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As the housing market continues to pick up, more homes are being bought and sold. Home inspections are an important part of this process, and not having the right home inspector can have homeowners dealing with a serious headache – and possibly issues with home insurance. Here are some questions to ask before hiring your home inspector. 

What is Their Experience?

How long have they been in the industry? How many home inspections have they performed? These are all great questions to ask. Our principal inspector, Keith, has years of experience in the construction, renovation and industrial sectors. He has also conducted 5000+ residential and commercial inspections. This kind of security is earned, not given and should be something you look for in a home inspector.

What are Their Credentials?

Have they gone to a reputable school? Are they a member of a professional association? There are many provincial associations. Some of the more reputable ones are, The Canadian Association of Home and Property Inspectors (CAHPI), The Ontario Association of Home Inspectors (OAHI) and the National Home Inspector Certification Council (NHICC). Each of these associations have a code of ethics and standards of practice they follow. When looking for a home inspector, it is highly recommended to look for one that is certified by the NHICC as they are highly recommended by The Canada Mortgage and Housing Corporation.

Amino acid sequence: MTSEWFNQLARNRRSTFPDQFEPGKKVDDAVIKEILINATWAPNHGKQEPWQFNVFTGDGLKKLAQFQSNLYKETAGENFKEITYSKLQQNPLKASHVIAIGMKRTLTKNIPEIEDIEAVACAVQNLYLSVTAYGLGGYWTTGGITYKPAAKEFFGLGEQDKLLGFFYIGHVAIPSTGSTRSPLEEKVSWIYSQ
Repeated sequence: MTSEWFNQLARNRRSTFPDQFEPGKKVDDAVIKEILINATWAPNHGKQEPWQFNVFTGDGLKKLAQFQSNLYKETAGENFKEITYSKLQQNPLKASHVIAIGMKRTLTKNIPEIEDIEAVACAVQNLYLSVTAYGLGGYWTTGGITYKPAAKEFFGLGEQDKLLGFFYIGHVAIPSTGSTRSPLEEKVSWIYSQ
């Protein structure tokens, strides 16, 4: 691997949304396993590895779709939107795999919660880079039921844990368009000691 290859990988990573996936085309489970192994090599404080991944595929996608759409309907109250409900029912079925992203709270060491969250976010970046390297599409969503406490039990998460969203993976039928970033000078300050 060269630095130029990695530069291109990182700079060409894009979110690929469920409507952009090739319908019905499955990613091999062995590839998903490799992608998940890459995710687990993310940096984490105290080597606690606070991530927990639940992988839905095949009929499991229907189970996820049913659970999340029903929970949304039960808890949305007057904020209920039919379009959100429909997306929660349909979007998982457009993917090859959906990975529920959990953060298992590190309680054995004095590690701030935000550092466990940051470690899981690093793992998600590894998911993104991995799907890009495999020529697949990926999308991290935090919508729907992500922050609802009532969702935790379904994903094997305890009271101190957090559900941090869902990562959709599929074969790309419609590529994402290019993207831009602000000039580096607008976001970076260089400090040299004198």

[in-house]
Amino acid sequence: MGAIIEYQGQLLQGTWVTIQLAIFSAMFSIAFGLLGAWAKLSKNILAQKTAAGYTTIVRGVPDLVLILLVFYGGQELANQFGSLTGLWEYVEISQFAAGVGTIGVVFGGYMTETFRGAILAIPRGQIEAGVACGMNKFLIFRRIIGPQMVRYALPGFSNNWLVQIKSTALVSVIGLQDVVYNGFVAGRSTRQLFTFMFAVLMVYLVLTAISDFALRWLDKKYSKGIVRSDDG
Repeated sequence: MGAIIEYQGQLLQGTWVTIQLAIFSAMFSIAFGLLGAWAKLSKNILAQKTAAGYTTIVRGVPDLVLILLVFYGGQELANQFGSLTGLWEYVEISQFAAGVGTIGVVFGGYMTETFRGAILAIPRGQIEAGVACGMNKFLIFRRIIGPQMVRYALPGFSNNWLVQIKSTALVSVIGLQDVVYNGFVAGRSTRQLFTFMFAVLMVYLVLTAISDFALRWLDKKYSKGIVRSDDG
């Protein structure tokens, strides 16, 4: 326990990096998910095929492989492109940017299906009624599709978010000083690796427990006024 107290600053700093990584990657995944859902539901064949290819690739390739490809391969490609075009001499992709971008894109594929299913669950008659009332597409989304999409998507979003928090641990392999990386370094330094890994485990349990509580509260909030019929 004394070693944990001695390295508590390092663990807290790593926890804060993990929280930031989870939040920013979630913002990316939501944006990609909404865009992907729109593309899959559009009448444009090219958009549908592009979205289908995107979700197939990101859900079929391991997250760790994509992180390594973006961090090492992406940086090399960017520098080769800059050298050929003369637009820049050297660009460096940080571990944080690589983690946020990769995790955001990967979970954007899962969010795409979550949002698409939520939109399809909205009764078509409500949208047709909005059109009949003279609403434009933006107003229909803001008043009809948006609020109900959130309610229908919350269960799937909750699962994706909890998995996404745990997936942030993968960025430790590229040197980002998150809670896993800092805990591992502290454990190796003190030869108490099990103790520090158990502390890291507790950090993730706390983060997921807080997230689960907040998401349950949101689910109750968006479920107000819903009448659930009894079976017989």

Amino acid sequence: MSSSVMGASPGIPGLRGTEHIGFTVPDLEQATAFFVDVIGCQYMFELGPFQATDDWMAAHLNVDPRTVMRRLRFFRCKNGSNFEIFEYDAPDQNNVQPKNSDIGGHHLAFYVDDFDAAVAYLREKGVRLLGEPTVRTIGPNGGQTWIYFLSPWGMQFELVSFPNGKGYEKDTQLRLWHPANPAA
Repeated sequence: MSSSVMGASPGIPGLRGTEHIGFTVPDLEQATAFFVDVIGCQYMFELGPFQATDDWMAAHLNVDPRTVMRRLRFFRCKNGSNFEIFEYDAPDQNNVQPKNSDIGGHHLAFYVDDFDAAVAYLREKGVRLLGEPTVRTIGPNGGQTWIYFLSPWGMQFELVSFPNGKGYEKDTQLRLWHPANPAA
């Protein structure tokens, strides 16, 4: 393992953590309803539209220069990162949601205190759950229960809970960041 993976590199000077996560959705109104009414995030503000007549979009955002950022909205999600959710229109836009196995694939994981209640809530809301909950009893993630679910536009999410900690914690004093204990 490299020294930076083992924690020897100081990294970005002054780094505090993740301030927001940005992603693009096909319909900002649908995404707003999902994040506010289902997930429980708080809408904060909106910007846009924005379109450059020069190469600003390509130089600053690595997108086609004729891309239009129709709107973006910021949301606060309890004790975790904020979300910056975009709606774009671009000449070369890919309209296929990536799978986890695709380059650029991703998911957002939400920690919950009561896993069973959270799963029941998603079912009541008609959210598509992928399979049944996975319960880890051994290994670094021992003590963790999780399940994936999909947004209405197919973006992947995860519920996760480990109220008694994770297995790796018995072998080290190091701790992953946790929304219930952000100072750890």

Can You Accompany Them for the Home Inspection?

A big red flag is if the home inspector you’ve chosen doesn’t allow you to tag along as they perform their inspection. While some inspectors will feel more comfortable doing the inspection solo, they should be happy to have you in the vicinity, so any issues can be observed in person. This way you can ask any questions or address any concerns directly with the home inspector.

Is There a Checklist?

A home inspection checklist is a great way to ensure every area of the house is covered and no key elements are missed. This list should cover the grounds, the home’s structure and exterior surfaces, windows, doors, wood trim, roof, attic, the interior rooms of the house including the kitchen, bathrooms, basement, and any crawl spaces, plumbing, electrical, and finally the heating/cooling systems. Building Insights offers their clients a comprehensive online report with interactive content and photographs to supplement their findings.

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